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GASTROOESOPHAGEAL REFLUX

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Increase GOR in babies who cry excessively. Parents believe they have reflux ... Dysphagia, haematemesis. Melena. Nausea, belching. Arching, bradycardia. Hiccups ... – PowerPoint PPT presentation

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Title: GASTROOESOPHAGEAL REFLUX


1
GASTRO-OESOPHAGEAL REFLUX
  • ANNE ASPIN
  • 2005

2
Douglas (2005)
  • Excessive crying
  • 30 of infants to GP
  • Increase GOR in babies who cry excessively
  • Parents believe they have reflux

3
  • Key factors that impact on infant distress
  • Feeding management
  • Parental responsiveness
  • Sensory nourishment
  • Sleep management

4
Feeding management
  • Frequent feeding
  • Breast or bottle feeding technique
  • Cows milk allergy

5
Parent responsiveness
  • Response depends upon urgency of cry
  • Louder , high pitch scream communication
  • Need prompt response to cues

6
Sensory nourishment
  • Sling / harness
  • Walks
  • Massage
  • Bathing
  • Soft music

7
Sleep management
  • Sleep routine, night, day, quiet time
  • 18.00hrs most increased reflux rythmn
  • Dreizzan et al (1990)

8
Effects of these responses
  • Decreased crying at less than 3-4 mths of age
  • Decreased incidence of GORD once they are older.

9
Health promotion
  • Shenassa et al (2004)
  • Early prevention and health promotion in maternal
    smoking and infantile gastro intestinal
    dysregulation

10
motilin
  • An amino acid hormone produced by the duodenum
    and jejunum mucosa
  • Released every 90 minutes when fasting
  • Vagal nerve stimulation increases the number and
    force of contraction
  • Difficulty with comforting a crying baby may be
    due to cycle of increased gut motility, continual
    crying and higher motilin levels

11
Purpose of study
  • Infants exposed to cigarette smoke is linked to
    elevated blood motilin levels
  • Which is linked to increased risk of
    gastro-intestinal dysregulation including colic
    and acid reflux

12
Method
  • Critical review
  • Epidemiology, Physiologic, Biological evidence
  • Smoking and colic
  • Smoking and motilin levels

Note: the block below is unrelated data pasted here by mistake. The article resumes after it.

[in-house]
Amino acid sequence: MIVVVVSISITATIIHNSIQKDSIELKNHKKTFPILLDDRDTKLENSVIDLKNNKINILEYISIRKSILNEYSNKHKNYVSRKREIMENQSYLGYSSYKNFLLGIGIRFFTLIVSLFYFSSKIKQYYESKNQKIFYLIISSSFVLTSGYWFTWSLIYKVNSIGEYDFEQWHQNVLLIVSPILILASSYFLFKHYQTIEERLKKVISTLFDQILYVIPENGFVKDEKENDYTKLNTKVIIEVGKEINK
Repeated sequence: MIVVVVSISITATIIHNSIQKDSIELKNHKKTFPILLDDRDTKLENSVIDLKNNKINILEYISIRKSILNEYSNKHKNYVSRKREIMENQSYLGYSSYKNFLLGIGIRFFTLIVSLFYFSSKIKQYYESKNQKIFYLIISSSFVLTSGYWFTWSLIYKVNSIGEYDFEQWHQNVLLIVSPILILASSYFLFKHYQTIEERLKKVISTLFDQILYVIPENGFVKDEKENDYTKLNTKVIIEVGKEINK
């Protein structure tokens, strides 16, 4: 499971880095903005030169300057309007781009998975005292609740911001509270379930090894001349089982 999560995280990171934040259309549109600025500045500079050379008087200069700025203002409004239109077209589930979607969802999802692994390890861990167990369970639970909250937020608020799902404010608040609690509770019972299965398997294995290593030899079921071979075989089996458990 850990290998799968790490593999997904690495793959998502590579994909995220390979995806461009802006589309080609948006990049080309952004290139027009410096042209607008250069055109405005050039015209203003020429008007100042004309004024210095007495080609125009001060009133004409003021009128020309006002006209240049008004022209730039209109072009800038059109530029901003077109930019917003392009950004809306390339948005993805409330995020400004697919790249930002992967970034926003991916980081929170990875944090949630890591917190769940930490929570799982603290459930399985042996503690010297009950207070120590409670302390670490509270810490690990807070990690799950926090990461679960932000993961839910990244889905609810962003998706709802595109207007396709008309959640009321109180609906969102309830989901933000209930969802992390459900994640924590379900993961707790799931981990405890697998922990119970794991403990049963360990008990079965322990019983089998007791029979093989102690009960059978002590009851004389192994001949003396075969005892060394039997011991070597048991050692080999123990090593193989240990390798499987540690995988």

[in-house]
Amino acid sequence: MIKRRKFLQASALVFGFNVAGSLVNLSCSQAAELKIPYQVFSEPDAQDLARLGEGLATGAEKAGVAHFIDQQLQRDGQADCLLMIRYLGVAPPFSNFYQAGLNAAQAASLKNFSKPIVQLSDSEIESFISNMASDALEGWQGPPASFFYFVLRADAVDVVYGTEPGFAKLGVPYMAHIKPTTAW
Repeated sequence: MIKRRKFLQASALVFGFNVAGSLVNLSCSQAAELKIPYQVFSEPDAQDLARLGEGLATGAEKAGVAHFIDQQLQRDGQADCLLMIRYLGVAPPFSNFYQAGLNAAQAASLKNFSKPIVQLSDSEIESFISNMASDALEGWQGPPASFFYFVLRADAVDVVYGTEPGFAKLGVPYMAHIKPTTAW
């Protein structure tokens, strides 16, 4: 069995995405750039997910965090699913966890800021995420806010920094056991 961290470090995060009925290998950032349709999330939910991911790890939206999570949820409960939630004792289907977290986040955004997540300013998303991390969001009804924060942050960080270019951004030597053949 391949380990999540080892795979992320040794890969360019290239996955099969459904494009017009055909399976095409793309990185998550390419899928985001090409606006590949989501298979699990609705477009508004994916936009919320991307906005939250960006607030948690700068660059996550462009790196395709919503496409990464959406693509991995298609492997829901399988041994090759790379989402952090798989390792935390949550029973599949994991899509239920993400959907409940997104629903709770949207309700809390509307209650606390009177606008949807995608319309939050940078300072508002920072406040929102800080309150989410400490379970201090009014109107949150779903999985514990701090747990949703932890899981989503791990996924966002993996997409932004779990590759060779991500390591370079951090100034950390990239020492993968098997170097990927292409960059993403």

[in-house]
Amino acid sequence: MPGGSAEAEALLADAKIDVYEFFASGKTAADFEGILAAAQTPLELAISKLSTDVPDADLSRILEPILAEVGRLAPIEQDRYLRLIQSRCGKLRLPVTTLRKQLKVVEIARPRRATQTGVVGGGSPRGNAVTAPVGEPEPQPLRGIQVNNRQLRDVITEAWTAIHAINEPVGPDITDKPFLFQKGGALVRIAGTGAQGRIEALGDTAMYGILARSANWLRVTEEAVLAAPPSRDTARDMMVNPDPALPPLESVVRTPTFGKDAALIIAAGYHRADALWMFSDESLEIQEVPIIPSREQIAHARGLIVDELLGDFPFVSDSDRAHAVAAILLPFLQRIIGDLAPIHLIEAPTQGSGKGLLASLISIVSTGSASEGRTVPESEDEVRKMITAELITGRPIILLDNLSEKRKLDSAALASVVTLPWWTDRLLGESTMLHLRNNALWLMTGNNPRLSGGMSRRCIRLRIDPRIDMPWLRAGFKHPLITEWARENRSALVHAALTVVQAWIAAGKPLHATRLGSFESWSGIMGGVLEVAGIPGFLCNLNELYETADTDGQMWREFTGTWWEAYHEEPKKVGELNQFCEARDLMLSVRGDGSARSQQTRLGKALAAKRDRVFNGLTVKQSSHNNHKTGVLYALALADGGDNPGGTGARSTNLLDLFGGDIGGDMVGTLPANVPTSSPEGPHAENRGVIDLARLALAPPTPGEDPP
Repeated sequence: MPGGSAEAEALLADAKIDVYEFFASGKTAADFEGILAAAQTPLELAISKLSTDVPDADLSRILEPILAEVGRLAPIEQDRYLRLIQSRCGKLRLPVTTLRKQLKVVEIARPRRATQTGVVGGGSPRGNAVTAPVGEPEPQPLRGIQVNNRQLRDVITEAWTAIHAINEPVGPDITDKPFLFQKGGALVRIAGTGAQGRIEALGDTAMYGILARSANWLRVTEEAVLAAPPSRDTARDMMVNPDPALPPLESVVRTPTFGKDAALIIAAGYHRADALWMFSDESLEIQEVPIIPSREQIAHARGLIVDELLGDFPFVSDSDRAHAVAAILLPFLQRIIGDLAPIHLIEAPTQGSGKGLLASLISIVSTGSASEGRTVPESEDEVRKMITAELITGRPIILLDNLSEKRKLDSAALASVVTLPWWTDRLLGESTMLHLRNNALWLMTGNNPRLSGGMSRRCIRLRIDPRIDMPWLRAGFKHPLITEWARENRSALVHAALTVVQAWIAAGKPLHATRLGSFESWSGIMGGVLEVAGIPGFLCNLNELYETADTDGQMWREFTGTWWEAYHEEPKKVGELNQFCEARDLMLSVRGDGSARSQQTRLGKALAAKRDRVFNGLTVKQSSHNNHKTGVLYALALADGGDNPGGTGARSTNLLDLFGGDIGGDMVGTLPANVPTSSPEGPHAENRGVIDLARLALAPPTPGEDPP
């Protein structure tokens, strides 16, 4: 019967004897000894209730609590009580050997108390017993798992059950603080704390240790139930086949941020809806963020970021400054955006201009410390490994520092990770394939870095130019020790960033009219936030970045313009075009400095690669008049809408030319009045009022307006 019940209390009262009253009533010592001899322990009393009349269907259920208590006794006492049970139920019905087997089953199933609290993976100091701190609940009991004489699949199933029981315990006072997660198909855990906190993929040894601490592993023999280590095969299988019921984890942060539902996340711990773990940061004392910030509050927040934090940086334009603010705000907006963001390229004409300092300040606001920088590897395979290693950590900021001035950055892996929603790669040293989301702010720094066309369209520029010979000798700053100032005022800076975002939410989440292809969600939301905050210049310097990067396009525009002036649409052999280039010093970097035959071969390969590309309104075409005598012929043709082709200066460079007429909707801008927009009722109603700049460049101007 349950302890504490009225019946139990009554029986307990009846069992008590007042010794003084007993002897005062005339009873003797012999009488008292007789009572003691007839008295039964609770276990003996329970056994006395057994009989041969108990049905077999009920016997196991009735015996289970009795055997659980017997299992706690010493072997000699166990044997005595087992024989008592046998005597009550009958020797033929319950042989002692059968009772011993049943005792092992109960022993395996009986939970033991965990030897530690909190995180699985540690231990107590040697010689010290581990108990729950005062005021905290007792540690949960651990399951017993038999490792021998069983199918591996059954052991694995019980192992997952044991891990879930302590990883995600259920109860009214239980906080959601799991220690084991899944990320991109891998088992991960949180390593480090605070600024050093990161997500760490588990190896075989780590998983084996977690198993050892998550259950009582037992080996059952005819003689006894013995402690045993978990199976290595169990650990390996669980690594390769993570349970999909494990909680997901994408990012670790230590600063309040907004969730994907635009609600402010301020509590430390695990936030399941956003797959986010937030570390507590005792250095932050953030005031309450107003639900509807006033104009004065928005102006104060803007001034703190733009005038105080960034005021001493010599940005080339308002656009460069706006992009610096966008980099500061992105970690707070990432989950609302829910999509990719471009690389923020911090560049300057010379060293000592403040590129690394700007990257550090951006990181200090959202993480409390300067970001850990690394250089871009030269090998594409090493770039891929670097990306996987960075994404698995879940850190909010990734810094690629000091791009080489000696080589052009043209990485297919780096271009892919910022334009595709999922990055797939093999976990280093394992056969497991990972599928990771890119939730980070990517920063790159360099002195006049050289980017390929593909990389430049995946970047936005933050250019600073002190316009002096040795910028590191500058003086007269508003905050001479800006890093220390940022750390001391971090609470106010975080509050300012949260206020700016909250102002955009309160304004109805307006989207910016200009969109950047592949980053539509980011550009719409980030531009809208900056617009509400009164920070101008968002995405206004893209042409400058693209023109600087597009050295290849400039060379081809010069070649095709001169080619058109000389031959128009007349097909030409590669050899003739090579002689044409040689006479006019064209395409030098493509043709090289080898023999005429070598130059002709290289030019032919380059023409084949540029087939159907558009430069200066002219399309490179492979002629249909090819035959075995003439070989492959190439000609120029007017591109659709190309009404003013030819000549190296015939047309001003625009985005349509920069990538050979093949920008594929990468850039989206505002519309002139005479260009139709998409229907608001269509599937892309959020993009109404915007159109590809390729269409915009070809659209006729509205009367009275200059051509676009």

• Motilin and colic

13
Results
  • Six studies
  • Results from five studies shows there is an
    association with maternal smoking and excessive
    crying and intestinal colic
  • Smoking is linked to increased plasma and
    intestinal motilin levels
  • Higher than average level of motilin are linked
    to increased colic

14
A case for left lateral positioning
  • Tobin et al (1997)
  • Prone posture recommended for GOR but associated
    with SID

15
STUDY
  • 24 infants gt 4days, lt5/12 with symptoms GOR
    studies 48hrs PH
  • Randomly assigned prone, supine, left or right
    lateral
  • 1st 24hrs horizontal then 30o head elevation

16
Results
  • GOR significantly less in prone and left lateral
    position than supine and right lateral position
  • Conclusion for this study, elevation may not
    always be of value

17
Carre (1960), Meyers et al (1982)
  • I would disagree.
  • Car seats, elevation of the head of the cot.
  • Risk of slumping- cause raised intra abdominal
    pressure and reflux
  • (Dodds et al 1981, Orenstein et al 1983, Jolley
    et al 1978

18
Back to the drawing board
  • Effect of nursing in the head elevated tilt
    position (15 degree) on the incidence of
    bradycardia and hypoxaemia episodes in the
    preterm infant. (Jennie et al 1997)

19
Method
  • 12 spontaneous breathing preterm infants with
    idiopathic recurrent apnoea studied in a
    randomized controlled crossover trial.
  • 24 hrs prone and horizontal
  • 24 hrs prone 15 degree tilt